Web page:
Keywords : Irritable bowel syndrome
Annals of the College of Medicine, Mosul,
Volume 41, Issue 1, Pages 63-68
Background: Irritable Bowel Syndrome (IBS) is the most common disorder seen in gastroenterology practice. It is also a large component of primary care practices.
Aim: To determine the association between anxiety and depression and Irritable bowel syndrome.
Methods: A case – control study design was adopted to achieve the aim of the present study. This study was conducted in Mosul city and sample was taken from the inward and outward patient department of Al-Zahrawi, Ibn-Seena teaching hospitals and Al-Salaam general hospital. The actual period of data collection has been extended between (20th of December 2006 – 31st of July 2007). A total of 150 cases diagnosed to have IBS by Rome II criteria. Another 150 control group was diagnosed as Rome II negative of apparently healthy individuals which were relatives of patients other than IBS matched according to age (+ 5 years) and sex with cases. A specially designed questionnaire form has been used to help in diagnosing IBS cases according to Rome II criteria. To assess anxiety in cases and controls, ICD- 10 checklist was used and its variables have been planned to be assessed as risk factors and For the diagnosis of depression the international diagnostic checklist for ICD – 10 ( IDCL) has been used.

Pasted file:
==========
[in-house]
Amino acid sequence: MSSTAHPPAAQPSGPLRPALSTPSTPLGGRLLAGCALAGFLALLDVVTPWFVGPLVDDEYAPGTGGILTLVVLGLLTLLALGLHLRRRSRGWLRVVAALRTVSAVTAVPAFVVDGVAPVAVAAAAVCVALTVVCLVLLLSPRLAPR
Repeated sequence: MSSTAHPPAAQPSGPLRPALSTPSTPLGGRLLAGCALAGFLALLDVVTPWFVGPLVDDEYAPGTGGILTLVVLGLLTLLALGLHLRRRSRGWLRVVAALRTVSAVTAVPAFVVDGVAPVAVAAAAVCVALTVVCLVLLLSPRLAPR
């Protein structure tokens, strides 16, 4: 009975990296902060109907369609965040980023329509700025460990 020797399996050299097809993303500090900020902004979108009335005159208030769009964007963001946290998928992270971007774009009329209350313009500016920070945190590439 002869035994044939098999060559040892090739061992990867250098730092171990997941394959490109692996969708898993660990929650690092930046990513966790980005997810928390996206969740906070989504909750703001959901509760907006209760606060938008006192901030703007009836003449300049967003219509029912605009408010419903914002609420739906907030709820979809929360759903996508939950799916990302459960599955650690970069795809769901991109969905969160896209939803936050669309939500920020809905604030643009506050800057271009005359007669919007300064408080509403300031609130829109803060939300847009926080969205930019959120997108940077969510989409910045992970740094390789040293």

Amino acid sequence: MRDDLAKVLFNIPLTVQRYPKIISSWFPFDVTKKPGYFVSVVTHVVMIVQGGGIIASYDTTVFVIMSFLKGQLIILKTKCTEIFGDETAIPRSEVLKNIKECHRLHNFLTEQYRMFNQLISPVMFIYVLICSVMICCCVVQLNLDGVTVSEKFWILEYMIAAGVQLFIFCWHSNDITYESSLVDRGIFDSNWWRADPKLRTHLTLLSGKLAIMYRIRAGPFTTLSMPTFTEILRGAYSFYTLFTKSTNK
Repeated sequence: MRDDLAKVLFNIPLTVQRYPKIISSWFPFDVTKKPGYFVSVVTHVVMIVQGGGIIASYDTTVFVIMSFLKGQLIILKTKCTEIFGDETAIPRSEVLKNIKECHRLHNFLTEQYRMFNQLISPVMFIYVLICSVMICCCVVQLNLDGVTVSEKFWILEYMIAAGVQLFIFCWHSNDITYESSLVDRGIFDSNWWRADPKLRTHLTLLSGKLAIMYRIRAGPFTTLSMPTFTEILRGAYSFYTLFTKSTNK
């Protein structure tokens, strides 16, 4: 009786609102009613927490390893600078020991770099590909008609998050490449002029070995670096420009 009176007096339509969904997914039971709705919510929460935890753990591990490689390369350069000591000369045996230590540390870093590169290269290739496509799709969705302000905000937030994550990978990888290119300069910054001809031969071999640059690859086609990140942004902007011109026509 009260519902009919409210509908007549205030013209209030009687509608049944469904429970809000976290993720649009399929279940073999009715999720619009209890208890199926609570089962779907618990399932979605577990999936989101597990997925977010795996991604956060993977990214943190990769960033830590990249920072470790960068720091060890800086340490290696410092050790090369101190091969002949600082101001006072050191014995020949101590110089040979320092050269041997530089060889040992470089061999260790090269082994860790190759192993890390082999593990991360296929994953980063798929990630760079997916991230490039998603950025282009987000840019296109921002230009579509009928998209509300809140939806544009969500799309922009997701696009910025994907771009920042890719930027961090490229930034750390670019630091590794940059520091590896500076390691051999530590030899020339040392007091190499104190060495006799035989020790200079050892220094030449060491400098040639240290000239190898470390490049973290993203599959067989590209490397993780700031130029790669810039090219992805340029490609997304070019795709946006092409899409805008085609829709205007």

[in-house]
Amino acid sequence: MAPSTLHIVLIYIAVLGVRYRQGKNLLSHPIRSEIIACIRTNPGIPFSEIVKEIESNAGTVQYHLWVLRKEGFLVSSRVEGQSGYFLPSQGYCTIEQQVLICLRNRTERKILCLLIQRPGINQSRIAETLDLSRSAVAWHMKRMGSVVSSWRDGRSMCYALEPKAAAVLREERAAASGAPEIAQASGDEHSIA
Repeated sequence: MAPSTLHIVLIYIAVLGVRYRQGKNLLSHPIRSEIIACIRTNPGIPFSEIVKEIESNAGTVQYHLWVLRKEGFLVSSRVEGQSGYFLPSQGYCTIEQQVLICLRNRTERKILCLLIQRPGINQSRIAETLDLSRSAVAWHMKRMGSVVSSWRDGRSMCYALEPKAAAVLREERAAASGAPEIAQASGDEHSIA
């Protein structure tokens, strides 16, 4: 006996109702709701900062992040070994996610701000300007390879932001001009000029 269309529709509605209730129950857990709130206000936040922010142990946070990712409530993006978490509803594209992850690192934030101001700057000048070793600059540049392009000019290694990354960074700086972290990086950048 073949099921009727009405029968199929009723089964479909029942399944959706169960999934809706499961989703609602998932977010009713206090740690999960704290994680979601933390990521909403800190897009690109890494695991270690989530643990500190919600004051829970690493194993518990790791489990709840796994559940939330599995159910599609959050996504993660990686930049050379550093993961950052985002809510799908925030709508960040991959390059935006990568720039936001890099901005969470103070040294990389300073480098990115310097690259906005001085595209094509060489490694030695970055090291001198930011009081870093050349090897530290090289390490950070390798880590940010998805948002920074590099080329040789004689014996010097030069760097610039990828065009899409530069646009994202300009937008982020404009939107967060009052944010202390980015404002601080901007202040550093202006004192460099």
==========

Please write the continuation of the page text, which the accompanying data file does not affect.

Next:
A questionnaire form filling is through direct interviewing with cases and controls. Chi – square test for contingency tables was used to test for the presence or absence of statistical association or differences between cases and controls, Z – test for the differences between two proportions was used. During statistical analysis P – value of Results: present study shows that the majority of cases (93.3%) were below 55 years. Female to male ratio among cases was 1.9:1. The majority of cases had a mild symptom. Anxiety was found to be a significant risk factor in the development of IBS, this study showed that 64.8% were females with anxiety in comparison to 35.2% males and this study showed that those with depression had a very highly significant risk to develop IBS (OR=4.50) and those with both anxiety and depression have 5 times risk to develop IBS in comparison to those with anxiety or depression or none (OR=5.21, P<0.001).
Conclusion: In this study, IBS patients appeared to have a significant association with anxiety, depression and these factors maybe played a causative role in the development of IBS.